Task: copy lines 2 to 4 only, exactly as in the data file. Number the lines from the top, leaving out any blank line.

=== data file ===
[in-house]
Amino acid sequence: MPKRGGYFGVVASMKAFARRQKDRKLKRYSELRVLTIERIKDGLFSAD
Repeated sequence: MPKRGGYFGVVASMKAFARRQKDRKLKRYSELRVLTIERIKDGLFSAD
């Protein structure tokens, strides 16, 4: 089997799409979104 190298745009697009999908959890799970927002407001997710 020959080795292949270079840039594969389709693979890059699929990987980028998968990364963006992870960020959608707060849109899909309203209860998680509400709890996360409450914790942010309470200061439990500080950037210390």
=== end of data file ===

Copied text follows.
Amino acid sequence: MPKRGGYFGVVASMKAFARRQKDRKLKRYSELRVLTIERIKDGLFSAD
Repeated sequence: MPKRGGYFGVVASMKAFARRQKDRKLKRYSELRVLTIERIKDGLFSAD
């Protein structure tokens, strides 16, 4: 089997799409979104 190298745009697009999908959890799970927002407001997710 020959080795292949270079840039594969389709693979890059699929990987980028998968990364963006992870960020959608707060849109899909309203209860998680509400709890996360409450914790942010309470200061439990500080950037210390």